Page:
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I often come across a scenario where I need to parse a very large input file and then process the lines for final output. With many of these files it can take a while to process.

Since it's usually the same process, and usually I want to stored the processed data to a hash for the final manipulation, it seems that maybe something like Parallel::Loops would be helpful and speed the process up.

If I'm not thinking this through correctly, please let me know.

I've used Parallel::Loops before to process many files at a time with great results, but I can't figure out how to process many lines from one file as I don't know how to pass each line of the file in as a reference.

If I try to do this:

#!/usr/bin/perl
use warnings;
use strict;

use Data::Dumper;
use Parallel::Loops;

my $procs = 12;
my $pl = Parallel::Loops->new($procs);

my %data;
$pl->share(\%data);

my $input_file = shift;
open( my $in_fh, "<", $input_file ) || die "Can't open the file for reading: $!";

$pl->while( <$in_fh>, sub {
    <some kind of munging and processing here>
});

I get the error:

Can't use string ("6334") as a subroutine ref while "strict refs" in use at /usr/local/share/perl/5.14.2/Parallel/Loops.pm line 518, <$in_fh> line 501.

I know that I need to pass a reference to the parallel object but I can't figure out how to make a reference to a readline element.

I also know that I can slurp the whole file in first and then pass an array reference of all of the lines, but for very large files that takes a lot of memory, and intuitively a lot more time as it technically needs to then read the file twice.

Is there a way to pass each line of a file into the Parallel::Loops object so that I can process many of the lines of a file at once?

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1 Answer 1

I'm not in a position to test this as my laptop doesn't have Parallel::Loops installed and I have no consistent internet access.

However, from the documentation, the while method clearly takes two subroutine reference for parameters and you are passing <$in_fh> as the first. The method probably coerces its parameters to scalars using a prototype, so that means you are passing a simple string where a subroutine reference is expected.

Because of my situation I am far from certain, but you may get a result from

$pl->while(
    sub {
      scalar <$in_fh>;
    },
    sub {
      # Process a line of data
    }
);

I hope this helps. I will investigate further when I get home on Friday.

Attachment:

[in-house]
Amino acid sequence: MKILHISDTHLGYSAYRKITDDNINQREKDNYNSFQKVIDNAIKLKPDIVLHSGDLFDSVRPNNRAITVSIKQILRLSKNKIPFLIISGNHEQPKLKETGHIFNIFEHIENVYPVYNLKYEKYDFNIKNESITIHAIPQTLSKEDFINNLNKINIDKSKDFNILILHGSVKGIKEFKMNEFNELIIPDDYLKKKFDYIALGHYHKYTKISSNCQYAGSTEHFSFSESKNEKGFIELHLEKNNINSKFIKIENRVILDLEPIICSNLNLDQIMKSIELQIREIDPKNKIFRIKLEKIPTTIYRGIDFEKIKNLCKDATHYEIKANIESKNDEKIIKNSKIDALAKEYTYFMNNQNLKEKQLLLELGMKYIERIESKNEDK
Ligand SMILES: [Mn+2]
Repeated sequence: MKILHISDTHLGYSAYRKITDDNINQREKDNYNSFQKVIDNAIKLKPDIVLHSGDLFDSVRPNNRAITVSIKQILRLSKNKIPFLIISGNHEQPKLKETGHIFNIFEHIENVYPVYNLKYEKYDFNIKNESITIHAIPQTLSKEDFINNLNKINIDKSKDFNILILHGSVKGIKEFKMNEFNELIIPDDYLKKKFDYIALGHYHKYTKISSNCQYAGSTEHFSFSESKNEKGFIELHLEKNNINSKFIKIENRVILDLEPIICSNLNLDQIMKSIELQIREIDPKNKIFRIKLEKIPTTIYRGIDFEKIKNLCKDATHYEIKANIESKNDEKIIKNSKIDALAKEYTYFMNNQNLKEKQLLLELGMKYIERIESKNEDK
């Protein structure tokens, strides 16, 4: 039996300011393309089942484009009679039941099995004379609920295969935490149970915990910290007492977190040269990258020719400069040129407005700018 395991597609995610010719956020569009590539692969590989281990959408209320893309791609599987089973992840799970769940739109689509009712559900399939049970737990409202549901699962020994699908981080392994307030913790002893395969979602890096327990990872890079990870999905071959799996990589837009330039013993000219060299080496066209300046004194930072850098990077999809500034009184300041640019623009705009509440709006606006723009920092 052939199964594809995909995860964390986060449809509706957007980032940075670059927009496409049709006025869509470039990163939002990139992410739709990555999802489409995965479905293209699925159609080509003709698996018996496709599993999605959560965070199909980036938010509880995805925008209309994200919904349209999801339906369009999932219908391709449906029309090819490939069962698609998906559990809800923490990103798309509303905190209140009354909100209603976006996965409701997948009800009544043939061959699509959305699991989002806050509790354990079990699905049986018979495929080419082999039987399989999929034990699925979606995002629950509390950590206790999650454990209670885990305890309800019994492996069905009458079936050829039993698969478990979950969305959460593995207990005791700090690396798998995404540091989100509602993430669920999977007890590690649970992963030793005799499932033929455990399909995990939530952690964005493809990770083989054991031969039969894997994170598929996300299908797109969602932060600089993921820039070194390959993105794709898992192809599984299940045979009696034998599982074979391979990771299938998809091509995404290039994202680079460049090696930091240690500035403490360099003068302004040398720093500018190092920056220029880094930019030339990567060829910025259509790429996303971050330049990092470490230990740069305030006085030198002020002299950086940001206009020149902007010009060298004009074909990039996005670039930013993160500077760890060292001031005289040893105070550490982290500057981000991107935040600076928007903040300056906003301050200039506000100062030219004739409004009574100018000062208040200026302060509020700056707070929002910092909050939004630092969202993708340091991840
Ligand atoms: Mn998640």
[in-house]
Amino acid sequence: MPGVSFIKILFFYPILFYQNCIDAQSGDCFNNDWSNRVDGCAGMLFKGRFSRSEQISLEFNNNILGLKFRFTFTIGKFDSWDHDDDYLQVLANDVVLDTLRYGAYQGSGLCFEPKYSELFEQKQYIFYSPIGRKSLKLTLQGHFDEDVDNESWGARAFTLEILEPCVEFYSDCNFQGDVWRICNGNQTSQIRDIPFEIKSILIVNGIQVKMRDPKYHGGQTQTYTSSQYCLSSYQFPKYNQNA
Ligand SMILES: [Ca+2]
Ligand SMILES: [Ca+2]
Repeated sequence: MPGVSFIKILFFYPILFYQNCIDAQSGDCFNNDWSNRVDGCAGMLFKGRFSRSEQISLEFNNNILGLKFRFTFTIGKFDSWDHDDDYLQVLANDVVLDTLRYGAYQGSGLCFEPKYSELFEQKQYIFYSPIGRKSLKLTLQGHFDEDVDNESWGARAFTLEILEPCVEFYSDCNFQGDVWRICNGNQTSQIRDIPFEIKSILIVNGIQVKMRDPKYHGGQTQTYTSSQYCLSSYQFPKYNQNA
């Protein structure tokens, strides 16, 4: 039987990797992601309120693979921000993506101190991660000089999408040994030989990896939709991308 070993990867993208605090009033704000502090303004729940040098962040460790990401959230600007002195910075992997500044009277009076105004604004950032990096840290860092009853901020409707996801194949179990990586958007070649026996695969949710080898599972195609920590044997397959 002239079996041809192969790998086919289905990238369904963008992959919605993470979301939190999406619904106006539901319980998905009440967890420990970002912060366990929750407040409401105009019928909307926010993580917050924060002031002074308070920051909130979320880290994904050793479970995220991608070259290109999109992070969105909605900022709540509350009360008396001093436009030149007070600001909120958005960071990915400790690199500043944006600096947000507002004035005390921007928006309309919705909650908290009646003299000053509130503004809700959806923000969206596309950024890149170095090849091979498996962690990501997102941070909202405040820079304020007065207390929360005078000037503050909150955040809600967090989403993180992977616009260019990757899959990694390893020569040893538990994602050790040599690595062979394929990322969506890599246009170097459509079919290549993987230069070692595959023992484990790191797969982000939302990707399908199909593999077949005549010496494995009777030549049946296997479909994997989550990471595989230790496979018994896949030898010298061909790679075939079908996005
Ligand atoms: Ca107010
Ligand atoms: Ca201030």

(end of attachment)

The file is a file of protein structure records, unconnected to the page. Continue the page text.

share|improve this answer
    
Thank you very much for your advice. I have been combing the docs as well, and realized that I should be passing a sub reference. I arrived at the same conclusion as you, but this doesn't quite work. I don't think this is a feasible strategy as the first sub is just a conditional to tell the loop(s) how long to run. So, I run into a race condition checking there are more lines to read from the first sub and reading / processing lines in the second, resulting in a random number of lines read (and a host of uninitialized variable warnings). I think maybe I need another approach. –  drmrgd Mar 19 at 21:47
    
@drmrgd: That makes sense; I'm sorry I missed it. It sounds like you need to chunk your input file so that the threads can operate on their own chunk. How big is your input file really? "Very large" doesn't help much! And how much free RAM does your system generally run with? –  Borodin Mar 19 at 22:35
    
The answers to those questions vary quite a bit depending on the system and files I'm working with. File size can range from maybe 1-10 million lines (maybe not too bad?), and usually I have at least 8GB of RAM to work with. In the end I think I figured out how to use Parallel::Loops combined with Tie::File for this problem, but it's actually quite a bit slower than the standard single core method. So, maybe this is not worth spending time trying to optimize further. –  drmrgd Mar 19 at 23:09
    
@drmrgd: 10M lines of, say, 100 characters is 100MB, which should be fine for one process with 8GB to spare: you could read the whole file and create worker threads to process it in chunks. I would recommend Tie::File except that the tie interface itself is very slow, and it is better to use tell and seek to do the same job without the tie overhead. It depends on the times you're seeing. If you have to get a 3-day run down inside 24 hours then go ahead and work on it, but if it's taking 30 minutes and you don't need the result before the afternoon then leave things as they are. –  Borodin Mar 19 at 23:18

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